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    First of all, thanks! Let me ask another way: Is "Dark of the moon" more correct than for example "Soft of the pillow" , "Hard of the rock" or "White of the fence"? They all make no sense to me :) – Mendel Jul 22 '11 at 5:35
  • The "dark of the moon" is the phase of the moon where it is dark, half a month away from the phase of the full moon. The "dark side of the moon" usually refers to the "far side of the moon", i.e., the side that can't be seen from Earth. The "darkness of the moon" is what you observe during a lunar eclipse. – Peter Shor Oct 4 '11 at 13:39

Generally in English the definite article, the, is used in phrases with of in them: “The Statue of Liberty”, “The Bill of Rights”. “Cream of the Crop” and “matter of fact” are two that are used without the definite article and only in some contexts: “The cream of the crop” versus “cream of the crop”; “The matter of fact” versus “matter of fact”.

Look at the answers given to you. Most people instinctively used the definite article (the “Dark of the Moon” or “The Dark of the Moon”) in their response to you even though the phrase in question is “Dark of the Moon”.

But I may be wrong. I do not know any grammar rules governing the grammar of titles, idioms, and the like. Your examples were all titles. So my answer to you would be, being used as a title, it does not matter if it is correct grammar.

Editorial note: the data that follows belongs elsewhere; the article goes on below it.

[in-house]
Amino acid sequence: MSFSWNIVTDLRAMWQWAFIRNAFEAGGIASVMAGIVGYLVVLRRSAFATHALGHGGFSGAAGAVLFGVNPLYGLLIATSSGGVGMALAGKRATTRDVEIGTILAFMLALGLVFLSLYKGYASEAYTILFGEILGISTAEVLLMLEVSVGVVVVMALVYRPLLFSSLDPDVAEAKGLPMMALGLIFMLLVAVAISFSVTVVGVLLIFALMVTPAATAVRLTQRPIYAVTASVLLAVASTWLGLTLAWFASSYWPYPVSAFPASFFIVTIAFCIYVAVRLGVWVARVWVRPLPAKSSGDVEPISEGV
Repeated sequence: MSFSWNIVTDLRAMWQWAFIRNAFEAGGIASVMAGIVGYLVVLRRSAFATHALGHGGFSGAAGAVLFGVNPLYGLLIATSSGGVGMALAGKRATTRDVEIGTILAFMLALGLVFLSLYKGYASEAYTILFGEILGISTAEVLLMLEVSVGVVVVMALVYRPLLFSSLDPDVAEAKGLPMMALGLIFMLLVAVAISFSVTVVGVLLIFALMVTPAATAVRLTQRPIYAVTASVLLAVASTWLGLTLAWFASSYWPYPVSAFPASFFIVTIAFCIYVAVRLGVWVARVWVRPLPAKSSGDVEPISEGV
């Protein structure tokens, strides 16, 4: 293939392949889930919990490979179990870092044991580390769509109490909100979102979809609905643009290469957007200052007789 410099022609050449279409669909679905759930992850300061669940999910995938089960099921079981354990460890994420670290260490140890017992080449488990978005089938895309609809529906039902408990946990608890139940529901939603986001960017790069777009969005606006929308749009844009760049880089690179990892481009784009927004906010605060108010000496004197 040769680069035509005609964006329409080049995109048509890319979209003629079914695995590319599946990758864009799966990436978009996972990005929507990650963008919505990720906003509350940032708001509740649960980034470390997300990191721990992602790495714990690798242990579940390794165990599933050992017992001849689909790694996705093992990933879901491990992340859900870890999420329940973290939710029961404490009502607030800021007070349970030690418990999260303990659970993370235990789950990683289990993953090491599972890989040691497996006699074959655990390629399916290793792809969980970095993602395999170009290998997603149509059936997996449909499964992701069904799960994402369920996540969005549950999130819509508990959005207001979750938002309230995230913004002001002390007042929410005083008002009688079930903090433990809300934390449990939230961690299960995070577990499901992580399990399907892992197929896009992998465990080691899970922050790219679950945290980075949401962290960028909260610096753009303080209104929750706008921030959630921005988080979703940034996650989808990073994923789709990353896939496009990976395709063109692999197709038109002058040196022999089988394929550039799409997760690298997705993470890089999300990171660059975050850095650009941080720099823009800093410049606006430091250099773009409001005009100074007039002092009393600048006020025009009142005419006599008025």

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    Kitḫ's answer has covered how the phrase works. This answer doesn't seem to add anything. It seems more like a rant. – Matt E. Эллен Oct 4 '11 at 7:20
  • If all you said at a given moment is "Dark of the Moon" with no context would it be bad grammar? The rules of English grammar wouldn't apply in that situation. If "Dark of the Moon" is used as a title, which the OP lists, the rules of grammar don't apply. If, in a sentence, you use dark of the moon, you can omit the definite article. It is all context and the OP doesn't give us a context. So how can anyone give a concise answer? – iakobs Oct 4 '11 at 8:56
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    Unjustified supposition is not helpful, no. Also, it's surrounded by a lot of words that seem like filler. Titles do normally conform to grammar. – Matt E. Эллен Oct 4 '11 at 9:11
  • "Being used as a title, it does not matter if it is correct grammar" doesn't add anything? The more I read most of these answers the more confused I am about what question they are answering. – iakobs Oct 4 '11 at 9:12
  • It is bad grammar and needs a verb. – iakobs Oct 4 '11 at 9:32